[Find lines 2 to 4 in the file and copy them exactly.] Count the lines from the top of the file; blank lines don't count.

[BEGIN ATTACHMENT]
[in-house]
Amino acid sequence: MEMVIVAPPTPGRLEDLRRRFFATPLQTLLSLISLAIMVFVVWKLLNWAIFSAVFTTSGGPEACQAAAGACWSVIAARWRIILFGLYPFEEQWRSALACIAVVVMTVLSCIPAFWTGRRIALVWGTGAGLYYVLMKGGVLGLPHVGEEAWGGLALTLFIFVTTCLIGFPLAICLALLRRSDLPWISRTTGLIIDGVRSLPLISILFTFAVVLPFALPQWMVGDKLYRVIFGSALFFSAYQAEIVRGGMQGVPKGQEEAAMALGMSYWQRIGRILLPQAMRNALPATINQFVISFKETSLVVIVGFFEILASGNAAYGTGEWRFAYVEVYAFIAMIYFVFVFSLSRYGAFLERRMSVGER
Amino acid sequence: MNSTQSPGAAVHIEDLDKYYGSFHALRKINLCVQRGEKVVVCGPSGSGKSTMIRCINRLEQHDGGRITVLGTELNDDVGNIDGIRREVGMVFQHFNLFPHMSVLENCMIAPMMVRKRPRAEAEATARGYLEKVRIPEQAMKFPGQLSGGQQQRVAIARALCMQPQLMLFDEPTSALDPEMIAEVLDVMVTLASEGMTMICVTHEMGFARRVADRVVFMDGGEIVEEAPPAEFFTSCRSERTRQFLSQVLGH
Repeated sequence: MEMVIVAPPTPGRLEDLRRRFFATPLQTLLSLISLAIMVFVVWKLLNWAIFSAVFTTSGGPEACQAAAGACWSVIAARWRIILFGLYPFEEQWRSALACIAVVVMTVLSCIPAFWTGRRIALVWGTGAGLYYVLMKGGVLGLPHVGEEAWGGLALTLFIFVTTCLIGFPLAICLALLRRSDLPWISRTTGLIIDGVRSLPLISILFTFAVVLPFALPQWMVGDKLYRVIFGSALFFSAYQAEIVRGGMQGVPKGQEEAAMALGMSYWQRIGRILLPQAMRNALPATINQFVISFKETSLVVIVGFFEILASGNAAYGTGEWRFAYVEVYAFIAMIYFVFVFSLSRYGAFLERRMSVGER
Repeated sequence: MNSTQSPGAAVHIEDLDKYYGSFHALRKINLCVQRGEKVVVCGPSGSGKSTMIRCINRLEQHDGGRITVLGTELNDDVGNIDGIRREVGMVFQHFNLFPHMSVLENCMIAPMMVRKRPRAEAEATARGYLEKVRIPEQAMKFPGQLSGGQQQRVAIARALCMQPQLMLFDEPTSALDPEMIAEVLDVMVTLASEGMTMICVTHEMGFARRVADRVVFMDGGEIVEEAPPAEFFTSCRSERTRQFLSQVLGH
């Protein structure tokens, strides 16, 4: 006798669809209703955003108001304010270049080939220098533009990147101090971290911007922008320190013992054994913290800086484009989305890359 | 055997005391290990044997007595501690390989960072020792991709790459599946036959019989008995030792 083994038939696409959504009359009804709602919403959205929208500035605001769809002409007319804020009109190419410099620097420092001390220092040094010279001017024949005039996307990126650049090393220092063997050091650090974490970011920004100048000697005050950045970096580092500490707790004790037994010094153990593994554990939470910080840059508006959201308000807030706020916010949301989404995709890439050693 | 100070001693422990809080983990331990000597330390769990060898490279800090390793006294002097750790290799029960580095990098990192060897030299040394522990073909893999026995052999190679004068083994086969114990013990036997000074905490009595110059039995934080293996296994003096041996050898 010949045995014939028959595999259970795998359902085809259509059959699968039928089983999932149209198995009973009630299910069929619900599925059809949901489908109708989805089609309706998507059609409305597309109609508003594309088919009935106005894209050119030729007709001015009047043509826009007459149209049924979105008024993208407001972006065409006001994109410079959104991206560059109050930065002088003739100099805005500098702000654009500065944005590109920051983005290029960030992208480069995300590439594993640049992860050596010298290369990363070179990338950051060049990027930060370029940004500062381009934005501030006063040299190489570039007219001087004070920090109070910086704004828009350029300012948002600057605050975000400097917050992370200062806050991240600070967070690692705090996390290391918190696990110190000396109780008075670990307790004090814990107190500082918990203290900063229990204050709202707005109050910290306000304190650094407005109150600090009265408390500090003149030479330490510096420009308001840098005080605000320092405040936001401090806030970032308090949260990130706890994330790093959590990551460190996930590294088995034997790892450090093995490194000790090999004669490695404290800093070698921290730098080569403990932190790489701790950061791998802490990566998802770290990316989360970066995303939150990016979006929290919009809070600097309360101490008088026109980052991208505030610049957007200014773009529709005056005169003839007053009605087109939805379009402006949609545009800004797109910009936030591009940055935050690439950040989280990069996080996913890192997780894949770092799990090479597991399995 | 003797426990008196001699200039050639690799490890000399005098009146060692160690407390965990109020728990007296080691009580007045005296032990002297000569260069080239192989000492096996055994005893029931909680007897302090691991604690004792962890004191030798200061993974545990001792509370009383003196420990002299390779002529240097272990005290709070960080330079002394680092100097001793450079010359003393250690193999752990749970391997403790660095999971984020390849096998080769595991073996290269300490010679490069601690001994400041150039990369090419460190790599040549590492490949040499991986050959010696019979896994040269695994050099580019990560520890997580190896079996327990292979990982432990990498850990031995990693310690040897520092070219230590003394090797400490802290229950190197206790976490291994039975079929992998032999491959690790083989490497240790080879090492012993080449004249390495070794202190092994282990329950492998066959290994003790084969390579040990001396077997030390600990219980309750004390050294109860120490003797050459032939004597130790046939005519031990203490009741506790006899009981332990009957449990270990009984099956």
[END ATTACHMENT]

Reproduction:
Amino acid sequence: MEMVIVAPPTPGRLEDLRRRFFATPLQTLLSLISLAIMVFVVWKLLNWAIFSAVFTTSGGPEACQAAAGACWSVIAARWRIILFGLYPFEEQWRSALACIAVVVMTVLSCIPAFWTGRRIALVWGTGAGLYYVLMKGGVLGLPHVGEEAWGGLALTLFIFVTTCLIGFPLAICLALLRRSDLPWISRTTGLIIDGVRSLPLISILFTFAVVLPFALPQWMVGDKLYRVIFGSALFFSAYQAEIVRGGMQGVPKGQEEAAMALGMSYWQRIGRILLPQAMRNALPATINQFVISFKETSLVVIVGFFEILASGNAAYGTGEWRFAYVEVYAFIAMIYFVFVFSLSRYGAFLERRMSVGER
Amino acid sequence: MNSTQSPGAAVHIEDLDKYYGSFHALRKINLCVQRGEKVVVCGPSGSGKSTMIRCINRLEQHDGGRITVLGTELNDDVGNIDGIRREVGMVFQHFNLFPHMSVLENCMIAPMMVRKRPRAEAEATARGYLEKVRIPEQAMKFPGQLSGGQQQRVAIARALCMQPQLMLFDEPTSALDPEMIAEVLDVMVTLASEGMTMICVTHEMGFARRVADRVVFMDGGEIVEEAPPAEFFTSCRSERTRQFLSQVLGH
Repeated sequence: MEMVIVAPPTPGRLEDLRRRFFATPLQTLLSLISLAIMVFVVWKLLNWAIFSAVFTTSGGPEACQAAAGACWSVIAARWRIILFGLYPFEEQWRSALACIAVVVMTVLSCIPAFWTGRRIALVWGTGAGLYYVLMKGGVLGLPHVGEEAWGGLALTLFIFVTTCLIGFPLAICLALLRRSDLPWISRTTGLIIDGVRSLPLISILFTFAVVLPFALPQWMVGDKLYRVIFGSALFFSAYQAEIVRGGMQGVPKGQEEAAMALGMSYWQRIGRILLPQAMRNALPATINQFVISFKETSLVVIVGFFEILASGNAAYGTGEWRFAYVEVYAFIAMIYFVFVFSLSRYGAFLERRMSVGER